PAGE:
Alshaya revenue plummets 95% as Covid-19 lockdowns force store closures

Acting CEO John Hadden said the franchise operator will have to take ‘tough measures’ in a video to 60,000 employees

Abu Dhabi, United Arab Emirates, November 1, 2019, 2019.  
 Stock Images.
--Starbucks Cafe at the Abu Dhabi Mall..
Victor Besa/The National
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Kuwait's Alshaya, one of the largest international franchise operators in the Middle East, Africa, Europe and Russia, has seen its revenue plummet 95 per cent after closing nearly all of its stores, due to the coronavirus pandemic, its acting chief executive said.

"Together with the rest of the world we all face a common crisis," John Hadden said in an internal video sent to employees and seen by The National. "In just a few weeks everything we know has changed, the spread of Covid-19 has disrupted countries and communities around the globe, the impact on the global economy has been catastrophic."

This is not sustainable for any business anywhere in the world.

The company has gone from serving customers from its 4,500 stores across 20 markets to being virtually static, as governments imposed locked downs to contain the contagion, said Mr Hadden, who is also chief operating officer.

“Today, less than 5 per cent of our stores are open. As a result, our revenues have shrunk by 95 per cent, whilst our cost base has stayed the same,” he said. “This is not sustainable for any business anywhere in the world. At some stage we truly believe that things will get better but none of us know when that will be”.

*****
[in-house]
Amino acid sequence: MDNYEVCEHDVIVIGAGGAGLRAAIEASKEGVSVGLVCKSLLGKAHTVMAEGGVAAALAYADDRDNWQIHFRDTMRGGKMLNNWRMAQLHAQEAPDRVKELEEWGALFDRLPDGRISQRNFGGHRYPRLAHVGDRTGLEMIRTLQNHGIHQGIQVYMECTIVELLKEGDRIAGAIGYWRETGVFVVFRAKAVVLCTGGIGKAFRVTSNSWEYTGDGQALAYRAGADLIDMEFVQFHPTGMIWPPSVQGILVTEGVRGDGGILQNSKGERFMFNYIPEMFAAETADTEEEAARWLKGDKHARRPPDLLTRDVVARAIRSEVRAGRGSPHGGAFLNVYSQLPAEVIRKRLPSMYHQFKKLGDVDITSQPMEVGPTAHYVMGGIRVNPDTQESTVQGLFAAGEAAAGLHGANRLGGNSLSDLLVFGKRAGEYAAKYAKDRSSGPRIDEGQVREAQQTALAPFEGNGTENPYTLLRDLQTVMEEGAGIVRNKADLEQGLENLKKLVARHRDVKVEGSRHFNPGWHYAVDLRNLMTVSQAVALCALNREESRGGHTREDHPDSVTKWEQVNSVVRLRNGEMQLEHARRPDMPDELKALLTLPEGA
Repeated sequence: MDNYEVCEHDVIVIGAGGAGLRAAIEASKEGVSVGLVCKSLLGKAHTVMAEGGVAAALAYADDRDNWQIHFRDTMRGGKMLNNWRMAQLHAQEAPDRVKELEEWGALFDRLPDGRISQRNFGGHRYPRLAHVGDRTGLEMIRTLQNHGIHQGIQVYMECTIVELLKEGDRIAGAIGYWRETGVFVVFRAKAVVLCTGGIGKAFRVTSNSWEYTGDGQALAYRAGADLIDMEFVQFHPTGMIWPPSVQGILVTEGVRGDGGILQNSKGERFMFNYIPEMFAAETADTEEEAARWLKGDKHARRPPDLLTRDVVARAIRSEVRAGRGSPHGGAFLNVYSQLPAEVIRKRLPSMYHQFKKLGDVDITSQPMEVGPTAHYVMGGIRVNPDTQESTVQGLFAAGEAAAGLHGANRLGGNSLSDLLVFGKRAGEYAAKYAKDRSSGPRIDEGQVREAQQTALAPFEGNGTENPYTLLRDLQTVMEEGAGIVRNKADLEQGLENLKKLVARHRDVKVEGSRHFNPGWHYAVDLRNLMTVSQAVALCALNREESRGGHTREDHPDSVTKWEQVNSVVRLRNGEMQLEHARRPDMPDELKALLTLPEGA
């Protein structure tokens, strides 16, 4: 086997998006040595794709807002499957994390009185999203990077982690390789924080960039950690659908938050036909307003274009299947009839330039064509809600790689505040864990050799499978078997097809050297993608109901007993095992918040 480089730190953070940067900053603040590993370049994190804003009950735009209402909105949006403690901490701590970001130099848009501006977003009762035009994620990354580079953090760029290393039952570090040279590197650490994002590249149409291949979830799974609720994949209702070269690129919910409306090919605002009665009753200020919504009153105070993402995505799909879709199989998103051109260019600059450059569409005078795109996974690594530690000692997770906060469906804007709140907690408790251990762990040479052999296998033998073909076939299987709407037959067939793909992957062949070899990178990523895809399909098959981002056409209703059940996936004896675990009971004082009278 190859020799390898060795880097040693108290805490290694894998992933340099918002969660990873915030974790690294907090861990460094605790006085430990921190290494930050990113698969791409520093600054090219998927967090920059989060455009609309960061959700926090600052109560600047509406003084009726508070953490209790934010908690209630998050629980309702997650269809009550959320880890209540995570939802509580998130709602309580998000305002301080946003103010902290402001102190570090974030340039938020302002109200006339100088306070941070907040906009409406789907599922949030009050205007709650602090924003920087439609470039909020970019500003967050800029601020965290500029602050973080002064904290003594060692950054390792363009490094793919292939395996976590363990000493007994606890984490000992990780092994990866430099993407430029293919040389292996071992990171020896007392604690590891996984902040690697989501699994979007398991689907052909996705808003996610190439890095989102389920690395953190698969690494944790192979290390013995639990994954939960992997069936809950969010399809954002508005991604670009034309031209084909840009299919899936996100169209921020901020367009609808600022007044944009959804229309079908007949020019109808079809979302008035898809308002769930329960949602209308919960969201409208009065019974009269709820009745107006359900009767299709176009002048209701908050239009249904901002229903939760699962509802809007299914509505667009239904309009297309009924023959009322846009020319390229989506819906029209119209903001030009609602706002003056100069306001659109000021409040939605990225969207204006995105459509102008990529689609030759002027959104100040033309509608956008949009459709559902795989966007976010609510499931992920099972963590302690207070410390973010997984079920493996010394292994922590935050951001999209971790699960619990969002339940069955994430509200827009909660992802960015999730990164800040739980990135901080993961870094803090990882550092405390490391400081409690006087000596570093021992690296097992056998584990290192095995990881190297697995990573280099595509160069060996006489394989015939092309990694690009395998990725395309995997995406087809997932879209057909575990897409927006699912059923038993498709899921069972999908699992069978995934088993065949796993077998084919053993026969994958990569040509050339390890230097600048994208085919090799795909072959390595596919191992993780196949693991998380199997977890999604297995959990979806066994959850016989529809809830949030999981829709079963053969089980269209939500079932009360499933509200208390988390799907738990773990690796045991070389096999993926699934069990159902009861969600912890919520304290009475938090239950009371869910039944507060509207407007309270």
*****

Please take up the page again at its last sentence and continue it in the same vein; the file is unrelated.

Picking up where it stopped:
Alshaya has nearly 90 brands in its portfolio, including Starbucks, Le Pain Quotidien, PF Chang’s, The Cheesecake Factory, Shake Shack, H&M, Debenhams, Mothercare, American Eagle Outfitters, Victoria’s Secret, Pottery Barn, Boots and KidZania. It has 60,000 employees, of which 45,000 are in the Middle East.

There are more than 952,000 Covid-19 cases globally as of Thursday, with over 48,000 deaths, according to Johns Hopkins University, which is tracking the pandemic. More than 202,000 people have recovered.

Alshaya operates in markets across the Middle East and North Africa, Russia, Turkey and Europe. Many countries have issued stay-home directives, imposed government curfews and shuttered shopping malls, severely impacting brick-and-mortar retailers.

Saudi Arabia, Kuwait and the UAE closed malls, with the exception of supermarkets and pharmacies. In Lebanon and Jordan a tight lock down and strict curfew have been imposed.

“It is clear we need to act now,” Mr Hadden said in the video message.

The company has implemented a detailed action plan to reduce costs and will be renegotiating all contracts, the chief executive added.

“We’re stopping recruitment and working with our host brands to reduce orders in the short term. Every cost line is under the microscope,” Mr Hadden said.

However, he emphasised that “reducing operational costs is simply not enough” and “we also have to reduce our people costs”. To protect jobs and benefits for the long term, “we have to take some tough measures in the short term” to manage through the crisis, he said.

Mr Hadden did not specify what specific actions would be taken, but told employees that human resources and the leadership team would be communicating initial actions “in the coming days”. He said the company would continue to support its employees and be transparent about the necessary next steps.

"We have sought to be fair and balanced in our approach," he said. “Please understand, taking no action is not an option. I wish it was otherwise.”

In response to questions from The National, an Alshaya spokesperson said "we have nothing to add at this time to the internal video that was issued to our colleagues". "This video was meant for Alshaya retail and not Alshaya Group as a whole," they added.

In addition to its retail operations, Alshaya Group, founded in Kuwait in 1890, has businesses in real estate, automotive, hotels, trading and investments.